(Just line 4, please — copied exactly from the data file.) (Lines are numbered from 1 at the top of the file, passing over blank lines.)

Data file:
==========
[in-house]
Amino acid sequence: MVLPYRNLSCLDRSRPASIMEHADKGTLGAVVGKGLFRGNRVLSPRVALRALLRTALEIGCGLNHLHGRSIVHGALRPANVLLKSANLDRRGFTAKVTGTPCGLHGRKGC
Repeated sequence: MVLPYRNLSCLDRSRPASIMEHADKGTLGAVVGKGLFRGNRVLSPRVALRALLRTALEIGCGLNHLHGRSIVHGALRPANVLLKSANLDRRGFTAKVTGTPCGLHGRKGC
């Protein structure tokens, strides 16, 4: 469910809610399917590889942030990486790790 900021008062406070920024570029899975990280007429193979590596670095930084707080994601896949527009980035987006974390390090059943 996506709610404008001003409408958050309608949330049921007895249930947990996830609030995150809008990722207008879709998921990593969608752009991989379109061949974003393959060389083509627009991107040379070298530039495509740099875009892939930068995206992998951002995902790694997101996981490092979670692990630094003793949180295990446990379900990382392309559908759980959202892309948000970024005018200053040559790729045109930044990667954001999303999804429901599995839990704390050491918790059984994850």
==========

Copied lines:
């Protein structure tokens, strides 16, 4: 469910809610399917590889942030990486790790 900021008062406070920024570029899975990280007429193979590596670095930084707080994601896949527009980035987006974390390090059943 996506709610404008001003409408958050309608949330049921007895249930947990996830609030995150809008990722207008879709998921990593969608752009991989379109061949974003393959060389083509627009991107040379070298530039495509740099875009892939930068995206992998951002995902790694997101996981490092979670692990630094003793949180295990446990379900990382392309559908759980959202892309948000970024005018200053040559790729045109930044990667954001999303999804429901599995839990704390050491918790059984994850």